In 1718, French colonist Jean Baptiste Le Moyne de Bienville ignored his engineers’ warnings about the hazards of flooding and mapped a settlement in a pinch of swampland between the mouth of the Mississippi River, the Gulf of Mexico and a massive lake to the north.
Ever since, the water has sustained New Orleans and perpetually threatened it. Somehow, until this week, the mystique of the water had always washed away the foreboding of disaster, as if carrying the city’s worries downstream. That was true even early Tuesday morning, when Hurricane Katrina’s last-minute veer to the east convinced many residents they had once again eluded the Fates.
But when the rainfall brought by Katrina breached levees and overwhelmed the city’s pumping stations, the catastrophic consequences of Bienville’s miscalculation could no longer be ignored.
New Orleans, a city that has struggled to keep its head above water, physically and economically, is now a city submerged.
City officials estimated that 80% of the town was under standing water Tuesday, with some areas beneath as much as 20 feet. Water at times coursed through the French Quarter, one of the highest points in a city that is largely below sea level.
In broad swaths, the flooding submerged low-lying neighborhoods up to the rooftops and left one of America’s most enchanting cities a sodden ruin.
For locals, it is a cruel paradox. The water that has given New Orleans its very life -- its commerce, its cuisine, even the meandering flow of its daily pace -- has now rendered their beloved city almost unrecognizable.
The charming quirks of its geography -- like the practice of entombing the dead aboveground because high water tables make burial a short-term proposition -- may no longer seem so charming. The water, cherished by Bienville for its potential to open the region to commerce, has now all but strangled access. Bridges and causeways are shredded, and city streets are buried in debris.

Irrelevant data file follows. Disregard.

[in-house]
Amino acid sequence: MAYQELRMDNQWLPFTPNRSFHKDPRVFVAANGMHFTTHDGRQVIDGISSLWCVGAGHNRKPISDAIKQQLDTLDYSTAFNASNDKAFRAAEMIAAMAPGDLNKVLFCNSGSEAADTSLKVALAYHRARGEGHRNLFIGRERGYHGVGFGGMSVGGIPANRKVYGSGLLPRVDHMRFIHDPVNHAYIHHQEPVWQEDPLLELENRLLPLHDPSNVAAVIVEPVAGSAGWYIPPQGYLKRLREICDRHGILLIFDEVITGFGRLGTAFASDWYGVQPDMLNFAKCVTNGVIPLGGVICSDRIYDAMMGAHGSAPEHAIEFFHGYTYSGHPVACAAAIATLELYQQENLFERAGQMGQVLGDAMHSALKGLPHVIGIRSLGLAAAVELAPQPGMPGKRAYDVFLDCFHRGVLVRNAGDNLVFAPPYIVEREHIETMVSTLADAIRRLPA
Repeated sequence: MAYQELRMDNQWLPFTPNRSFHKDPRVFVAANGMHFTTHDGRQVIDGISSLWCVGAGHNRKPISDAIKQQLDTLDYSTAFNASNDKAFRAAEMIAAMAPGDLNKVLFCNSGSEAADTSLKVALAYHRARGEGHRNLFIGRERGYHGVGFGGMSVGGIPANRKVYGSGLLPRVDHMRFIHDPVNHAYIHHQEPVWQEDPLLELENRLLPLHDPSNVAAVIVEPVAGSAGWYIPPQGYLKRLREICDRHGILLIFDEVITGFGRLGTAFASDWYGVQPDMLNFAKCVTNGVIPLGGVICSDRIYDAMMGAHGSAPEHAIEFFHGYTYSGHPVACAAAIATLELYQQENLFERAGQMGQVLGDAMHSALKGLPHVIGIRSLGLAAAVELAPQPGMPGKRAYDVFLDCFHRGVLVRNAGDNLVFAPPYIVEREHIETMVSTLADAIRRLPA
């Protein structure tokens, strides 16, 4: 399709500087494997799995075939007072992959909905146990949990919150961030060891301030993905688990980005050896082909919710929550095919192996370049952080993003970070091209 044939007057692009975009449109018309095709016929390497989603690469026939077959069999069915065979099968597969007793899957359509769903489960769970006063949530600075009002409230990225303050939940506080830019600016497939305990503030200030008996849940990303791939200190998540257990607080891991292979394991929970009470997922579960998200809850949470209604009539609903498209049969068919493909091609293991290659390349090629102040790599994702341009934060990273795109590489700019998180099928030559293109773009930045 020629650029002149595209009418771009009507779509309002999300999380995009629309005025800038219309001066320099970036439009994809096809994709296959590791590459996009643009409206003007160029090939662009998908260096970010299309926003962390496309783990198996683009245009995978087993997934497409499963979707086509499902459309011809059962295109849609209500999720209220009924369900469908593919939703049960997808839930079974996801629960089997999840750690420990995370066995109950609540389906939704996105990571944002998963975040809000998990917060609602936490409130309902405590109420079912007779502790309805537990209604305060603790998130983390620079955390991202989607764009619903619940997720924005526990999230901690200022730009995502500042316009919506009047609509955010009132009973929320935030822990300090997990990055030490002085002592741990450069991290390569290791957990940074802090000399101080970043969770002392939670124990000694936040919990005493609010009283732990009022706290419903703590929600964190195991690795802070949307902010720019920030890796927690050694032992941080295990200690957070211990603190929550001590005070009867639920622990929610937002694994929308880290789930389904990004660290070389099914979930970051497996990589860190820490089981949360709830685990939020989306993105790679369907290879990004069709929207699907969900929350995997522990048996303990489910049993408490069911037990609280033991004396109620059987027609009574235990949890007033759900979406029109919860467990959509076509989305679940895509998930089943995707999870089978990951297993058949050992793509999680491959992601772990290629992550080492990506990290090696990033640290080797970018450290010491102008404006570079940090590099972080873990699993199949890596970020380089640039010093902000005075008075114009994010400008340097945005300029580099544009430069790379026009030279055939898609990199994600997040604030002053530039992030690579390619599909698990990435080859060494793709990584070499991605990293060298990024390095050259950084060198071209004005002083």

“The river gives and the river basically takes away,” said novelist Richard Ford, who lived in New Orleans until last year. “There really isn’t a vocabulary that I have access to that describes this. And as always, it’s the least able to recover from this disaster who will suffer most intensely.”
Ford, like other New Orleans devotees, said it was a facet of the city’s famed insularity that residents managed to avert their attention from impending disaster.
“If you live in New Orleans,” he said, “you’ve decided that whatever it is about that city that you like is more important than whatever anxiety you feel.”
Curtis Wilkie, an author and journalism professor who has lived in the French Quarter for 12 years, said he had previously found a sense of comfort in the water around him.
“It’s always been part of the attraction of New Orleans -- the river and the lake and the Gulf,” he said. “Whatever peril there was, it was outweighed by the charm of the city. But there’s no city in America that has quite the relationship with water that we do. And everybody knew that this was a potential disaster.”
Indeed, centuries after Bienville, geographers and engineers have been warning with increasing alarm that a storm like Katrina could devastate a region of 1.3 million people, leaving tens of thousands dead or homeless.
The water, after all, is everywhere. Lake Pontchartrain, just north of the city center, is 300 square miles and is crossed by a 24-mile causeway, the longest over-water bridge in the world. The Mississippi River pushes 300,000 cubic feet of water past the city every second, at depths that average 90 feet.